Mixing qualitative and quantitative methods: a conversation

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A while back someone poked me to do more on the blog about qualitative methods. So this week, I sat down (virtually) with Rachael Pierotti, a sociologist who leads the qualitative work at the Africa Gender Innovation Lab.

 

MG: So sometimes I say to myself, we need some qualitative work here. But then, I am not so sure if that would actually make sense. Looking at the experiences you have had, what are some common misperceptions the economists you’ve met have about qualitative work? 

 

RP: It seems to me that economists often think of qualitative research as surveys with small samples and open-ended questions. Based on that picture, they assume that qualitative research will be quick and cheap, which is not usually the case for in-depth qualitative research. I also find that some economists think only of focus group discussions when they think of qualitative research. Why is that? There are many different qualitative, ethnographic, and participatory methods of data collection.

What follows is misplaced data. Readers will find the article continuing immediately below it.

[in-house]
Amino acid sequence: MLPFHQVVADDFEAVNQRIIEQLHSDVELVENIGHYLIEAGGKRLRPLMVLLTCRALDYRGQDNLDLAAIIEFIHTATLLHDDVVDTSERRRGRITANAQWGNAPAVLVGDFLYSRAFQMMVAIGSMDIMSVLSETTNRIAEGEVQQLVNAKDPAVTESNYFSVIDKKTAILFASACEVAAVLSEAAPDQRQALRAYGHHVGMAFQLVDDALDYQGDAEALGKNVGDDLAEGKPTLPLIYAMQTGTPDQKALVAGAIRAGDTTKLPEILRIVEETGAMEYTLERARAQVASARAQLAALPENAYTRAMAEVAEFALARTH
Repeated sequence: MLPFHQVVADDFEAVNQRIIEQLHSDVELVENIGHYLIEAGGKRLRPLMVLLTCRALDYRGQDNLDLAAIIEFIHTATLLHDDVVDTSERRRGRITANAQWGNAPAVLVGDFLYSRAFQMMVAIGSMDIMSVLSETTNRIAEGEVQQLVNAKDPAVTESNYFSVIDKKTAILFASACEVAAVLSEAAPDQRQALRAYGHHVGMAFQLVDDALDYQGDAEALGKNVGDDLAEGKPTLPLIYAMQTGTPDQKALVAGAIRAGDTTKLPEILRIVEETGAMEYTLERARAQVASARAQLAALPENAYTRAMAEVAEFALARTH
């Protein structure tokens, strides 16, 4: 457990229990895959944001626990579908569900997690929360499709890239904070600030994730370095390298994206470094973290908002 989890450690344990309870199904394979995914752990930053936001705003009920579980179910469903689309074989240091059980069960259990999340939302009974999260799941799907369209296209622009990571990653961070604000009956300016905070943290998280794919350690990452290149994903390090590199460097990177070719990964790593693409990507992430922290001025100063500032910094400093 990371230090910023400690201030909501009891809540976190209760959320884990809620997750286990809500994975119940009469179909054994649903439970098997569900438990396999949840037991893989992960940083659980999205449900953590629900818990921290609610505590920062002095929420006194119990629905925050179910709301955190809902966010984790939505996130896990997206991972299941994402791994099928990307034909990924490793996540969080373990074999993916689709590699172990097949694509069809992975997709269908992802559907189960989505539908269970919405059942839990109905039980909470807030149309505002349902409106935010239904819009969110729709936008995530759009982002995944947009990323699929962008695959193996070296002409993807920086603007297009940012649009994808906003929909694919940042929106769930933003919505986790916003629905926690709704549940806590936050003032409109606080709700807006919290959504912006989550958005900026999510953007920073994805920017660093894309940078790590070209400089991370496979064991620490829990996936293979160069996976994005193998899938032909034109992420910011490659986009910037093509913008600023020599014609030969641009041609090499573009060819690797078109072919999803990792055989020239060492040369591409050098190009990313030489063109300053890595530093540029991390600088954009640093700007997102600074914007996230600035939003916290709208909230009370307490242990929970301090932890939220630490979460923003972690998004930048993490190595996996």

MG: Good question, I am definitely guilty of that. You’ve done some cool work at the Gender Lab. What’s your favorite example of where qual and quant worked really well together? 

 

RP: The project where the scope of what we were able to learn was most dramatically expanded because we used both quantitative and qualitative research methods was the impact evaluation of IRC’s Engaging Men through Accountable Practice (EMAP) program in eastern DRC. We evaluated the effectiveness of men’s participatory discussion groups for achieving short-term reductions in intimate partner violence and improvements in gender attitudes and household relationships. The quantitative cluster randomized control trial was complemented by extensive qualitative research that captured baseline gender attitudes through in-depth interviews and examined processes of change using a variety of qualitative and ethnographic research methods throughout program implementation. The quantitative research showed significant improvements in the quality of the couples’ relationships, and in men’s gender attitudes, but no average treatment effects on prevalence of intimate partner violence (Vaillant et al 2020). Through observation of the men’s discussion groups, the qualitative research team had documented how men collectively evaluated the ideas debated during the program. We found that men were willing to change their day-to-day practices, like participation in housework, as long as they maintained control of any changes in their household—indicating a lack of willingness to relinquish authority (Pierotti et al 2018) (gated) (ungated). Together, these results provide a much fuller picture of what and how the program worked, which IRC is now considering in their program redesign.

 

MG: In general, when quant researchers are starting a new project, for what kind of questions does it make sense to use qual methods?